At first glance the shops and stalls can be mistaken as only selling consumer ‘trash’ such as holdalls, fake designer watches or clothing and electrical equipment. Those a little more persistent and adventurous will soon discover the traditional stalls of the souk. There are plenty of merchants selling fruit, vegetables, spices and traditional hand made goods. These provide a splash of colour and the air can become fragrant with the mixed scent of some stong but often subtle spices.
More unusually it is possible to find stallholders drying tobacco for sale or making and repairing footwear by hand on tiny metal anvils in a space little larger than the average wardrobe.
The ‘corniche’ runs along the length of the towns coast and there are a string of small fishing boats located at regular points along the beach. If they are not actually out fishing there are often fisherman sat reparing their nets or preparing their longlines. They use even smaller boats for catching sardines which are then used as bait for larger fish.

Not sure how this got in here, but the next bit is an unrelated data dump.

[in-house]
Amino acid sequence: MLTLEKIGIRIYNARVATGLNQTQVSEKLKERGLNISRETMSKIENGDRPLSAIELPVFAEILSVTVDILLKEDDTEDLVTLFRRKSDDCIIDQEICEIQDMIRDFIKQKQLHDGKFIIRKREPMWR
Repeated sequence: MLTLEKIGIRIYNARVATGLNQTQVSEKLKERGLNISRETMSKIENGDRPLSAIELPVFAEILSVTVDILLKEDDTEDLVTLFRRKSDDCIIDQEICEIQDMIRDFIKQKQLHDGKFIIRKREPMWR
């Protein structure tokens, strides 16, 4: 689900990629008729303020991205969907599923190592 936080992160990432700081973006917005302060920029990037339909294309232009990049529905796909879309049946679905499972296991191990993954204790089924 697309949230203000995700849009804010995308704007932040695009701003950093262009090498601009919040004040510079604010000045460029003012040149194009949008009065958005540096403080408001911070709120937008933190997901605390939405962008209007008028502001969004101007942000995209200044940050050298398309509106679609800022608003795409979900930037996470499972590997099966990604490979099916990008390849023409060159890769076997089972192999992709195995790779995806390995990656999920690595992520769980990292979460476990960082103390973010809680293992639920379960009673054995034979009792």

There are some street food stalls, plenty of coffee shops and other places selling tasty and great value meals such as cuttle fish kebabs and mussel byriani. A stop for a small snack for lunch can often turn out to be a very large meal at an equally reasonable price.
Talking with a family and taking a few pictures can provide an opportunity to meet genuinely hospitable people who may even invite you to join them for dinner.
There are a number of attractive mosques and the ‘call to prayer’ can be heard several times a day.
Making the a day excursion from Muscat is worth the effort and most travellers will enjoy a visit to Seeb.
More from Oman – Postcard from a Wonderful Wadi